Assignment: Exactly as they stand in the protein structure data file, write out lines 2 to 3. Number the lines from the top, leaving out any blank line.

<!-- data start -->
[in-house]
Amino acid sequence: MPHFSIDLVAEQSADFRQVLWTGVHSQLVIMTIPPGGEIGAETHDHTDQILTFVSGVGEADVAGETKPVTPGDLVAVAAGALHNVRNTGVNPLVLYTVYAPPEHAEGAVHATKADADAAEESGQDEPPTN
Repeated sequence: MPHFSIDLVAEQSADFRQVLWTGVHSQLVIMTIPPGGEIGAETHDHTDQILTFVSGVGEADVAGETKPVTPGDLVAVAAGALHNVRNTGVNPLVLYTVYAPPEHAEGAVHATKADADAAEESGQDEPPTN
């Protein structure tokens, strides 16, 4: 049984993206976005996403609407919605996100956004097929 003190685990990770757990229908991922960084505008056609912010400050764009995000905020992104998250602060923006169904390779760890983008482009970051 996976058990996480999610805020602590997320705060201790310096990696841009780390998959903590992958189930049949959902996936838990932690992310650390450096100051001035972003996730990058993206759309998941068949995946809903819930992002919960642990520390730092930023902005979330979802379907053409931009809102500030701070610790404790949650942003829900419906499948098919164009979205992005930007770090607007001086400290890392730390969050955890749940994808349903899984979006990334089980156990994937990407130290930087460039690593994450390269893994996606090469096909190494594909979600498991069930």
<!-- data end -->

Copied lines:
Amino acid sequence: MPHFSIDLVAEQSADFRQVLWTGVHSQLVIMTIPPGGEIGAETHDHTDQILTFVSGVGEADVAGETKPVTPGDLVAVAAGALHNVRNTGVNPLVLYTVYAPPEHAEGAVHATKADADAAEESGQDEPPTN
Repeated sequence: MPHFSIDLVAEQSADFRQVLWTGVHSQLVIMTIPPGGEIGAETHDHTDQILTFVSGVGEADVAGETKPVTPGDLVAVAAGALHNVRNTGVNPLVLYTVYAPPEHAEGAVHATKADADAAEESGQDEPPTN